Friday, April 22, 2016

What Does Your Spell Preparation Look Like?

The camp went silent at the sound of the hammer. It struck hard and true, followed by the sound of something wet pattering on the leaves. Three blows, a pause, and then another three blows, each followed by that heavy spatter. There were no cries of pain. No gasps of anguish. Just the slow, steady breathing of the body. Lakonia entered the clearing a few minutes later, throwing the mallet aside in disgust before seating herself near the fire.

"The priest?" Arnault asked without turning his head to look at her.

"Praying," Lakonia said, shuddering. She kept her gorge down, though. She'd wielded the hammer too many times now for the sight to make her truly ill.

"Good," said Bofull, tugging on his bow string. "We'll need all the strength we can get."

"Tomorrow," Lakonia said, staring into the crackling flames. "You can crucify him."

Religion, am I right?
Spell preparation is one of those things we often gloss over completely when it comes to Pathfinder. Just like the days of journeying to your destination, or the amount of stuff you're currently carrying, most DMs just hand wave it away. All they care about is that you prepared your spells, never mind what you did or how you did it.

For some players, that's just fine. If you're looking for a way to make your casting characters a lot more unique, though, it might be a good idea to think about what their spell preparation actually looks like, since the party is going to be seeing a lot of it.

Making The Magic

The general theory behind spell preparation is that a prepared caster, like a wizard or a cleric, has to go through a ritual in order to nearly complete a spell. Think of it like creating a magic bullet, and loading it in their brains. They're preparing a mental shell, loading it with the right ingredients, and cocking the hammer; all that's left to do is pull the trigger in the form of verbal, somatic, and material components. I already talked about those in What Do Your Verbal and Somatic Components Look Like? if you're looking for tips on making the casting, rather than the preparation, more unique.

Every spellcaster is doing the same thing when preparing their spells; going through the motions, and focusing their mind in order to shape the concept of magic into the proper creation, so that it can be unleased into the world when appropriate. The descriptions in the rules when it comes to preparing arcane and divine spells are both similar, and vague. You need to get into the proper, receptive state of mind, focus, and then either go through an arcane form as dictated by your spells, or pray. Whatever that looks like.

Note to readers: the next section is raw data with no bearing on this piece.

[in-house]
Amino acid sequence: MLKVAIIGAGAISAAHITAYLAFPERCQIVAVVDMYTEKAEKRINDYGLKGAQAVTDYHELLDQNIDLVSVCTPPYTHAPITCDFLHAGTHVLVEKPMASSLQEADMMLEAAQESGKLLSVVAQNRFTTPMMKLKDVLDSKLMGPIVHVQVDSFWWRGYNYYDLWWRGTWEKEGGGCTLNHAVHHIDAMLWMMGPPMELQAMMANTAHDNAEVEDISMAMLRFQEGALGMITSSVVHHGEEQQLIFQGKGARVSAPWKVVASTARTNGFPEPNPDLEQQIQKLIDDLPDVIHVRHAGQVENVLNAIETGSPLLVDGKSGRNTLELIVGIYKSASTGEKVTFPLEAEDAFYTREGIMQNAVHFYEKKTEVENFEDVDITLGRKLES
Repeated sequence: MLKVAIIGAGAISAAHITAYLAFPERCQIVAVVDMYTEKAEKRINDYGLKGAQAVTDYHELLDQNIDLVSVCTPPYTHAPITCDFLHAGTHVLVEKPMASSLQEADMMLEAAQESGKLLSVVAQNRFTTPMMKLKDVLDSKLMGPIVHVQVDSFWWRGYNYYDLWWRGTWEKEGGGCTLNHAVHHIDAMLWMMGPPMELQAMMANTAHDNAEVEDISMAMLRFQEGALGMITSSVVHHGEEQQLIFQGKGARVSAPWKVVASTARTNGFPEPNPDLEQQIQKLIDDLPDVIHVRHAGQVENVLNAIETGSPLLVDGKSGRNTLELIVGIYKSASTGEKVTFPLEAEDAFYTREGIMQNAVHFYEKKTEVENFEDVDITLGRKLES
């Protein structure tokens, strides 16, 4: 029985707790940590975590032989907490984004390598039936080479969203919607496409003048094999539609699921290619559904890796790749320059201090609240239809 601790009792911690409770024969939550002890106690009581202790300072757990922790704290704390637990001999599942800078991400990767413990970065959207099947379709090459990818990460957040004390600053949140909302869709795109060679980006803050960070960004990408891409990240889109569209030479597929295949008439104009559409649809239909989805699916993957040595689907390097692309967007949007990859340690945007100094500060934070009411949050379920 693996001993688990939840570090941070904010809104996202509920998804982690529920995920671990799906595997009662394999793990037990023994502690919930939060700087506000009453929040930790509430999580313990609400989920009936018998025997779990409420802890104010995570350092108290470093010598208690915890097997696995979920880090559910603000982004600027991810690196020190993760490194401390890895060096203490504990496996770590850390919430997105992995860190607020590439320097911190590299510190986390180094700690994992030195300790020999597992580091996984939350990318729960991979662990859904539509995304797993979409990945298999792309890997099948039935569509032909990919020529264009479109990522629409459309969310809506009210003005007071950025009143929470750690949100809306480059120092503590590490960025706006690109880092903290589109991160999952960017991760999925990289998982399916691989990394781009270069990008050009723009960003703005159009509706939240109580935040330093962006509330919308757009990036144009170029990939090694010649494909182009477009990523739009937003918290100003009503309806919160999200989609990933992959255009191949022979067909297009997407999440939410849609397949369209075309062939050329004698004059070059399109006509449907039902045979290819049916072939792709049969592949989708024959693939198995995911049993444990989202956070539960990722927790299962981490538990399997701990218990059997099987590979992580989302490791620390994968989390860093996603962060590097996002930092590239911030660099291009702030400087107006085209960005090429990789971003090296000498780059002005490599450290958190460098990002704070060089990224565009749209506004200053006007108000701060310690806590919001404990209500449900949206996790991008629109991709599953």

Don't laugh, this is totally an option for spell preparation.
The question you need to answer for yourself is what does your character's particular preparation look like?

The Pregame Ritual

Think of your spellcaster as an athlete for a moment. The rituals they're going through are their pregame. Just like someone getting ready to compete will stretch and warm up, both mentally and physically, so too does your spellcaster have to get in the right head space, and turn on his or her A-game.

How do you do that?

Aside from ingesting magical elixirs.
There's no one, right answer to this question. For example, if you're an erudite wizard who is more of a scholar than a warrior, it might be common to find you enjoying what portable pleasures you can while in the wild. Sitting in a camp chair, idly sipping a cup of tea, and flicking through your spellbook using prestidigitation to turn the pages while it sits on a stand is an option. Bonus points if you convince the bard to play a lute or a violin so you have relaxing tunes while you rev up your brain for the day.

On the other hand, say you're playing an evoker who graduated from a war academy. Your spell preparation is written down in your book, but each spell might have a ritual that goes with it. The more powerful the spell, the more involved the ritual. For example, you set up a ring of candles, and then you have to move through that ring. 1st level spells like burning hands might require you to step forward, striking swiftly with both hands to put out a flame. You capture the smoke in your mind, and hold the last moment of that fire going out as the trigger you'll unleash when you speak the command word. For a bigger spell, like fireball, you need to go through a more complex set of forms, capturing the feel and symbolism of fire, using your motions to blow out every candle in the circle before drawing their potential together into your hands, clasping the spell in your mind.

Those are just two examples of what your spell preparation might look like. If you worship a sun goddess, do you prepare your spells at dawn, or at sunset? Do you use the day's first natural light to fill your mind with magic, or capturing the last of her fading glory to keep you bright and warm through the night? You could do that with any prepared caster who happens to be religious. Or, say you are a cleric who worships a god of war. Do you kneel and pray quietly, or do you recite the edicts of your order while maintaining your equipment? Symbolic prayers, like sharpening your sword for greater magic weapon, or polishing your helmet for a protection spell, add depth to a daily ritual that might not otherwise exist.